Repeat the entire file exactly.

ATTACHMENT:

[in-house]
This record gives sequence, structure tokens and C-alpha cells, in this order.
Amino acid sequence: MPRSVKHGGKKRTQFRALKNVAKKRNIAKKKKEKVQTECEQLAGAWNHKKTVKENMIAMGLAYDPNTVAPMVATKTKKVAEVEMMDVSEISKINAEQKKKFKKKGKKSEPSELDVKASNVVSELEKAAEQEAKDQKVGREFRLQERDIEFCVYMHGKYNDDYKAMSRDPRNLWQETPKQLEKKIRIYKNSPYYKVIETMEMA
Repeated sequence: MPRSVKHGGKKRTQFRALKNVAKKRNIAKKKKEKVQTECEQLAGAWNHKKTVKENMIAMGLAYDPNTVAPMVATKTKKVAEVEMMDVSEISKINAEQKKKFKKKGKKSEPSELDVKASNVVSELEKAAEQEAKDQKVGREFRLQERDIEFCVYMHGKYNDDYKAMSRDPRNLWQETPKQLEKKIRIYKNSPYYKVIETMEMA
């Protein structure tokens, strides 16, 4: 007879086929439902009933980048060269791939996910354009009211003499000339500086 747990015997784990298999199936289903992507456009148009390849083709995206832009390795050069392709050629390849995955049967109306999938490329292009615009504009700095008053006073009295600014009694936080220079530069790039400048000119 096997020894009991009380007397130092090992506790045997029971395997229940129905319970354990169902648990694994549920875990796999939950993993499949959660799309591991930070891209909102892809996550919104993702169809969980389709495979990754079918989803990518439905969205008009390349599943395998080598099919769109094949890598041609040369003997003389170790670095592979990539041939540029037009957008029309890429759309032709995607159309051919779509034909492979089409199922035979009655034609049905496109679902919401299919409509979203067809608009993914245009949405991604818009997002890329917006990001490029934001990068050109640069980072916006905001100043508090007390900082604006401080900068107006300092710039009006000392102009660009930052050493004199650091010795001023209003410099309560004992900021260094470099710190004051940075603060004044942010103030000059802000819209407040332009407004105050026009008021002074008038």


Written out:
[in-house]
This record gives sequence, structure tokens and C-alpha cells, in this order.
Amino acid sequence: MPRSVKHGGKKRTQFRALKNVAKKRNIAKKKKEKVQTECEQLAGAWNHKKTVKENMIAMGLAYDPNTVAPMVATKTKKVAEVEMMDVSEISKINAEQKKKFKKKGKKSEPSELDVKASNVVSELEKAAEQEAKDQKVGREFRLQERDIEFCVYMHGKYNDDYKAMSRDPRNLWQETPKQLEKKIRIYKNSPYYKVIETMEMA
Repeated sequence: MPRSVKHGGKKRTQFRALKNVAKKRNIAKKKKEKVQTECEQLAGAWNHKKTVKENMIAMGLAYDPNTVAPMVATKTKKVAEVEMMDVSEISKINAEQKKKFKKKGKKSEPSELDVKASNVVSELEKAAEQEAKDQKVGREFRLQERDIEFCVYMHGKYNDDYKAMSRDPRNLWQETPKQLEKKIRIYKNSPYYKVIETMEMA
């Protein structure tokens, strides 16, 4: 007879086929439902009933980048060269791939996910354009009211003499000339500086 747990015997784990298999199936289903992507456009148009390849083709995206832009390795050069392709050629390849995955049967109306999938490329292009615009504009700095008053006073009295600014009694936080220079530069790039400048000119 096997020894009991009380007397130092090992506790045997029971395997229940129905319970354990169902648990694994549920875990796999939950993993499949959660799309591991930070891209909102892809996550919104993702169809969980389709495979990754079918989803990518439905969205008009390349599943395998080598099919769109094949890598041609040369003997003389170790670095592979990539041939540029037009957008029309890429759309032709995607159309051919779509034909492979089409199922035979009655034609049905496109679902919401299919409509979203067809608009993914245009949405991604818009997002890329917006990001490029934001990068050109640069980072916006905001100043508090007390900082604006401080900068107006300092710039009006000392102009660009930052050493004199650091010795001023209003410099309560004992900021260094470099710190004051940075603060004044942010103030000059802000819209407040332009407004105050026009008021002074008038």